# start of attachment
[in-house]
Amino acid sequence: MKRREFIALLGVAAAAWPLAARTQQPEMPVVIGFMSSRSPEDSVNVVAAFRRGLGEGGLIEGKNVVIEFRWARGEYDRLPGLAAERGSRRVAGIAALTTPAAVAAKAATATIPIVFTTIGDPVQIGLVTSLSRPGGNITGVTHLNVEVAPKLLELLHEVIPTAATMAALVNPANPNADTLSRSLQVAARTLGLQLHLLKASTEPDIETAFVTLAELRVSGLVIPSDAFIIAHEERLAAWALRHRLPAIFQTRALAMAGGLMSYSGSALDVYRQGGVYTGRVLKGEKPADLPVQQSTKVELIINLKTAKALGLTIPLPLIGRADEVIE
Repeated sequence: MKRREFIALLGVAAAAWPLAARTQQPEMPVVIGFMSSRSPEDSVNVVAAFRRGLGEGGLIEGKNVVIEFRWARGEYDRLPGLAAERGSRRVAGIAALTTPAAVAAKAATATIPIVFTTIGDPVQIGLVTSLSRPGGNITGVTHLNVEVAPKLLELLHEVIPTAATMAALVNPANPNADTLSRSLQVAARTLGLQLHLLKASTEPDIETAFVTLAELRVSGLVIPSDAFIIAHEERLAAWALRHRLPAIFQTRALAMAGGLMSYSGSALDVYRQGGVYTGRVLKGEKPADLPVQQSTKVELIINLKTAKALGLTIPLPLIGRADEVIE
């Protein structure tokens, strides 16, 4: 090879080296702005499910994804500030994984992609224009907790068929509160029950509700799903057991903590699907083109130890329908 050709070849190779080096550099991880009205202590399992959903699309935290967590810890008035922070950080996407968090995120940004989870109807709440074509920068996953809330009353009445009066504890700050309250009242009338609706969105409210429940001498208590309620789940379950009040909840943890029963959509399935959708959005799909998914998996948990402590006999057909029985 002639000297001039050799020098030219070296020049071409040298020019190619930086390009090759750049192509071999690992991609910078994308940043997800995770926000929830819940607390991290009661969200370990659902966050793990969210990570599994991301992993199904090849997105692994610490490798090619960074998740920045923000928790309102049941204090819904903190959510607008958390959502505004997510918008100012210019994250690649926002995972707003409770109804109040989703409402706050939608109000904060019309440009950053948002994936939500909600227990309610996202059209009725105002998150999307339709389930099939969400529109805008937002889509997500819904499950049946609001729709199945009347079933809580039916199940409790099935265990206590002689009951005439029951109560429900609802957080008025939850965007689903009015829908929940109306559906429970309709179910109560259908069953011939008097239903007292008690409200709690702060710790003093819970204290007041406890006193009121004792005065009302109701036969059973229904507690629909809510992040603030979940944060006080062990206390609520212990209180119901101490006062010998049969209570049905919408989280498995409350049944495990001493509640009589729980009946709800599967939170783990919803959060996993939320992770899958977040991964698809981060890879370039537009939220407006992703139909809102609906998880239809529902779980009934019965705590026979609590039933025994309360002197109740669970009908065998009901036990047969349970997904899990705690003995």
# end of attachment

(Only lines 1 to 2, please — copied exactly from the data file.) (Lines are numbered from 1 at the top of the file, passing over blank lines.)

[in-house]
Amino acid sequence: MKRREFIALLGVAAAAWPLAARTQQPEMPVVIGFMSSRSPEDSVNVVAAFRRGLGEGGLIEGKNVVIEFRWARGEYDRLPGLAAERGSRRVAGIAALTTPAAVAAKAATATIPIVFTTIGDPVQIGLVTSLSRPGGNITGVTHLNVEVAPKLLELLHEVIPTAATMAALVNPANPNADTLSRSLQVAARTLGLQLHLLKASTEPDIETAFVTLAELRVSGLVIPSDAFIIAHEERLAAWALRHRLPAIFQTRALAMAGGLMSYSGSALDVYRQGGVYTGRVLKGEKPADLPVQQSTKVELIINLKTAKALGLTIPLPLIGRADEVIE